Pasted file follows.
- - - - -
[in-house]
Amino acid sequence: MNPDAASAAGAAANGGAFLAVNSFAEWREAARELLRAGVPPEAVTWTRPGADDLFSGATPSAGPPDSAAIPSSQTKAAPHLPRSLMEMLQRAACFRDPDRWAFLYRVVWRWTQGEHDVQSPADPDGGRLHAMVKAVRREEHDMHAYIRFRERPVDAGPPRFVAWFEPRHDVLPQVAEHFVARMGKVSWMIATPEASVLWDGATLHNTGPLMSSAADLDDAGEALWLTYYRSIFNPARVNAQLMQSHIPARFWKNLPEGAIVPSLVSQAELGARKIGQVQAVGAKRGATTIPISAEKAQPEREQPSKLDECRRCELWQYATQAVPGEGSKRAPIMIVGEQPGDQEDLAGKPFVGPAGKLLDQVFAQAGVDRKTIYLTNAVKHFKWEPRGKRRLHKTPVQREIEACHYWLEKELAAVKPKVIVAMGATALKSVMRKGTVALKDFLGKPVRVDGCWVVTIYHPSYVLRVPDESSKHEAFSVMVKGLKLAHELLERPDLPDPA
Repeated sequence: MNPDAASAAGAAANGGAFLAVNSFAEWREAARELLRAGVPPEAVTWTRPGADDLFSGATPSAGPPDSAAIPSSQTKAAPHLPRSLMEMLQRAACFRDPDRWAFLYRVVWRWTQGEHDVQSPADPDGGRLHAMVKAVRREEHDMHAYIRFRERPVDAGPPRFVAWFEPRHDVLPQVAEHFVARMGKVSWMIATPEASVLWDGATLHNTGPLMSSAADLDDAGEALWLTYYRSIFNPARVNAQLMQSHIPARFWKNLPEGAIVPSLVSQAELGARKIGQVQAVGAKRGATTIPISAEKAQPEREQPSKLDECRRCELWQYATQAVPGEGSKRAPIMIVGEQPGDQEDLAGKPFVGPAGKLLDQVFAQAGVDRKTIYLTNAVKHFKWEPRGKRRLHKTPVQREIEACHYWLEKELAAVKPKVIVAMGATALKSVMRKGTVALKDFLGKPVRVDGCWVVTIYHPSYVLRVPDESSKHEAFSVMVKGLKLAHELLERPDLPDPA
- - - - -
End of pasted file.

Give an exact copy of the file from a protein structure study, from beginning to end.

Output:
[in-house]
Amino acid sequence: MNPDAASAAGAAANGGAFLAVNSFAEWREAARELLRAGVPPEAVTWTRPGADDLFSGATPSAGPPDSAAIPSSQTKAAPHLPRSLMEMLQRAACFRDPDRWAFLYRVVWRWTQGEHDVQSPADPDGGRLHAMVKAVRREEHDMHAYIRFRERPVDAGPPRFVAWFEPRHDVLPQVAEHFVARMGKVSWMIATPEASVLWDGATLHNTGPLMSSAADLDDAGEALWLTYYRSIFNPARVNAQLMQSHIPARFWKNLPEGAIVPSLVSQAELGARKIGQVQAVGAKRGATTIPISAEKAQPEREQPSKLDECRRCELWQYATQAVPGEGSKRAPIMIVGEQPGDQEDLAGKPFVGPAGKLLDQVFAQAGVDRKTIYLTNAVKHFKWEPRGKRRLHKTPVQREIEACHYWLEKELAAVKPKVIVAMGATALKSVMRKGTVALKDFLGKPVRVDGCWVVTIYHPSYVLRVPDESSKHEAFSVMVKGLKLAHELLERPDLPDPA
Repeated sequence: MNPDAASAAGAAANGGAFLAVNSFAEWREAARELLRAGVPPEAVTWTRPGADDLFSGATPSAGPPDSAAIPSSQTKAAPHLPRSLMEMLQRAACFRDPDRWAFLYRVVWRWTQGEHDVQSPADPDGGRLHAMVKAVRREEHDMHAYIRFRERPVDAGPPRFVAWFEPRHDVLPQVAEHFVARMGKVSWMIATPEASVLWDGATLHNTGPLMSSAADLDDAGEALWLTYYRSIFNPARVNAQLMQSHIPARFWKNLPEGAIVPSLVSQAELGARKIGQVQAVGAKRGATTIPISAEKAQPEREQPSKLDECRRCELWQYATQAVPGEGSKRAPIMIVGEQPGDQEDLAGKPFVGPAGKLLDQVFAQAGVDRKTIYLTNAVKHFKWEPRGKRRLHKTPVQREIEACHYWLEKELAAVKPKVIVAMGATALKSVMRKGTVALKDFLGKPVRVDGCWVVTIYHPSYVLRVPDESSKHEAFSVMVKGLKLAHELLERPDLPDPA